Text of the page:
Pigeon Pie

I am pulling over to remember this now,
because today,
the wind and the sun are the same
as that day
I found your car out front,
and you in a long skirt and fleece
standing on the walk,
in your hands
a sour orange pie
wrapped in a dish towel.
  
I am pulling over to remember this now,
because today,
the wind and sun were the same
when I saw a woman stop in traffic,
her SUV in the center lane,
her dress the shimmery copper peach
of your skirt
billowing in my driveway
as she tried with one hand to keep it
from flying up in the wind.
  
With the other hand
she rummaged frantically
through her back seat,
finally pulled out a cream cardigan
and dropped it
at her feet
onto a stunned pigeon in the road,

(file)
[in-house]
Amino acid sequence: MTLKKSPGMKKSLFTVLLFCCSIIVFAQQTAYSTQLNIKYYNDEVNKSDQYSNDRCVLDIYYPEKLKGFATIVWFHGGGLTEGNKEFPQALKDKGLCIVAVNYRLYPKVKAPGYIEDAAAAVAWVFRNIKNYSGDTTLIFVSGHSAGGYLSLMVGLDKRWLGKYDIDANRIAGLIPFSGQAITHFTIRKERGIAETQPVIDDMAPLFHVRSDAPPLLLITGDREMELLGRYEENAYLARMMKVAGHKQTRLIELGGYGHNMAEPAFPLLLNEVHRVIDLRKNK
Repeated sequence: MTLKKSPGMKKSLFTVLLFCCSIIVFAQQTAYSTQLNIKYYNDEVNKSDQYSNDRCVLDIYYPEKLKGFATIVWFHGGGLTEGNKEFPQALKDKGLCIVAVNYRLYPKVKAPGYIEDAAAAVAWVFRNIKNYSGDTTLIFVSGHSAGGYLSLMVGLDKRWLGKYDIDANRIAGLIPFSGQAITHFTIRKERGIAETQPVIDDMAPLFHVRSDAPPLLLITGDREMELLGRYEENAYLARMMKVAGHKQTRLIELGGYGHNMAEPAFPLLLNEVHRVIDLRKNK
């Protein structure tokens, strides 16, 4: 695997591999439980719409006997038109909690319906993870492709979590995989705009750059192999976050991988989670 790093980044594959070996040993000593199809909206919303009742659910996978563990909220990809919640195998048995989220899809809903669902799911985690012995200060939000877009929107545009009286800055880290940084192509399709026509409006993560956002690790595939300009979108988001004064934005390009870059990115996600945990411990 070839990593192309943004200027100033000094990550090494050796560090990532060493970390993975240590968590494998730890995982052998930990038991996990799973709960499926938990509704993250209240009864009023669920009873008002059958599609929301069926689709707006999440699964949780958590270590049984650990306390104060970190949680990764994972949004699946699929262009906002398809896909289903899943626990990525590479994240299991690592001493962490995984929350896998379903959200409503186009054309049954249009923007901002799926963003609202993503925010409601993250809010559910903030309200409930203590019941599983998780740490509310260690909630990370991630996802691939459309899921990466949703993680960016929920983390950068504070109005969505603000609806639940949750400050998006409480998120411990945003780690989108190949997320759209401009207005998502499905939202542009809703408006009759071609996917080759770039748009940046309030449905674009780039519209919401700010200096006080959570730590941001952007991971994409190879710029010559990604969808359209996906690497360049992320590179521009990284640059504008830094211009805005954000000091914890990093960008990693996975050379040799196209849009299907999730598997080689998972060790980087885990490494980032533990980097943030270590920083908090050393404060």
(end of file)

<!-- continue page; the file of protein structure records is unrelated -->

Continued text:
ruffled and still,
its feathers pulsing
with the passing of the cars.
  
She swaddled it
and, before putting the bird in her backseat,
before waving to me
and the line of cars that had formed behind me,
before driving off
to who knows where with the stunned animal,
she held it up to all of us with both hands,
shrugging, smiling weakly,
  
as if this was the only natural thing she could think to do,
to show us,
to offer it as an explanation,
when really, none was necessary,
as with any gift that comes to us
from a place of heat,
wrapped in cloth,
held up with both hands
still sighing and warm.
Victual
Nick Vagnoni
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Victual

Nick Vagnoni

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Victual

Nick Vagnoni


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